Leaked video from Cayuga Centers in Manhattan shows migrant girl weeping for mother

A former employee at the Cayuga Centers facility in East Harlem has leaked footage of herself comforting a tearful migrant girl longing for her mother.

The child — taken from her mother in April — weeps into her arm as an unidentified staffer can be heard coaxing out of her what happened to her family at the U.S.-Mexico border.

“Jessica, don’t cry,” the woman says in Spanish, according to the video.

The heartbreaking clip aired Monday night on MSNBC's “The Rachel Maddow Show” and is one of the first candid looks from inside a federally-funded charity tasked with caring for migrant children, some of whom were taken from their families while crossing the border.

More footage, while not showing any indication of mistreatment, show kids huddled in classrooms and eating meals together.

Faces of the children were obscured when it aired on the cable network.

The former employee recorded the video last week and shared it with lawyer Michael Avenatti, who is also representing adult actress Stormy Daniels in a separate scandal plaguing the Trump administration.

Avenatti, who is representing the woman, boasted Sunday night that he succeeded in gaining access to a facility for migrant children and shared a photo of little Jessica to his Twitter account, her face completely visible.

"This is what Mr. Trump and Mr. (Stephen) Miller's immigration policy really looks like," Avenatti tweeted.

According to the video's translation, the girl said she wanted to talk to her mother, who she believed was in Virginia. She hadn’t heard from her in more than a week.

The child came to the U.S. with another sibling, believed to be a sister.

Audio recorded by the same employee appears to depict a member of the East Harlem staff warning the young children to not talk to journalists, in case it harms their chances of being reunited with their families.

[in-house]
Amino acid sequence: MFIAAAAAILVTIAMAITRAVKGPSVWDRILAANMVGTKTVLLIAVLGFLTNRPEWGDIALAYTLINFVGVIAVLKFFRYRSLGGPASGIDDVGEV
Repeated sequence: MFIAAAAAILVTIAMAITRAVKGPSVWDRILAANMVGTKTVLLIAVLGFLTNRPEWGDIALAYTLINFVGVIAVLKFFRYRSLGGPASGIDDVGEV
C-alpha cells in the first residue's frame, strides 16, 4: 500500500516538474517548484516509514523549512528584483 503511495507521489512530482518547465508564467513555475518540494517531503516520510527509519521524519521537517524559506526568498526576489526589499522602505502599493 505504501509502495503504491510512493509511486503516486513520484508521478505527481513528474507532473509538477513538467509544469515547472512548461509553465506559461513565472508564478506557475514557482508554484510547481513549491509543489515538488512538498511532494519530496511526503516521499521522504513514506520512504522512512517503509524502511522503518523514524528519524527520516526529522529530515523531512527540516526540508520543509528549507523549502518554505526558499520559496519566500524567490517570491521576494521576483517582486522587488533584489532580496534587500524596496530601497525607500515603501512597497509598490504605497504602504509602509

“If for whatever reason you tell a reporter – you know what’s going to happen to your case?” a woman can be heard saying, according to a translation. “It is going to be on the news – and then one doesn’t know what is going to happen. If you are going to last here for a long time, I am not trying to scare you. I am just telling you, it’s the truth.”

The employee tells the children to place their trust in them: “While you are here, you guys are OK. We are protecting you. We are trying to help you guys so that you can reunify with your family or whoever it be. Understood?”

The woman did not elaborate on why she quit but told Maddow she was critical of the nonprofit's stagnant staffing at the upper Manhattan care center, especially as the facility takes on a staggering number of migrant children.

The social service organization has been awarded the most federal funding for the "Unaccompanied Alien Children Program" in New York with nearly $40 million in grants since late 2017, records show.

The group is hosting the most migrant children in the state as well, having placed a majority of the city’s 239 separated children into foster care since President Trump’s contentious “zero tolerance” policy.

Avenatti believes the number of children with Cayuga Centers may be higher.

The lawyer and Cayuga Centers officials did not respond to a request for comment.

Mayor De Blasio toured the facility last week and recalled seeing 30-40 kids packed into classrooms, he said. The youngest was just 9-months-old.

He said mental and physical health was one of the biggest challenges for the children.

“They were kept in, originally, detention facilities,” Hizzoner said. “Some came (to NYC) with lice, some came with bed bugs, some had chicken pox.”

He pointed to Jessica as an example of the mental health challenges for separated children.

“Look at Jessica in that video. Look how distraught she is. Look how shocked she still is from the experience.”

“She doesn’t know what’s going to happen," he said.

The mayor panned the federal government for failing to strategize reunification and said his administration would pitch in by sending physical and mental health providers to the shelter, as well as legal help for the kids to find their parents.

“The folks at the Cayuga Centers, they really are trying their best, I believe it, but they didn’t expect this influx. They don’t have enough health professionals on site,” he added.

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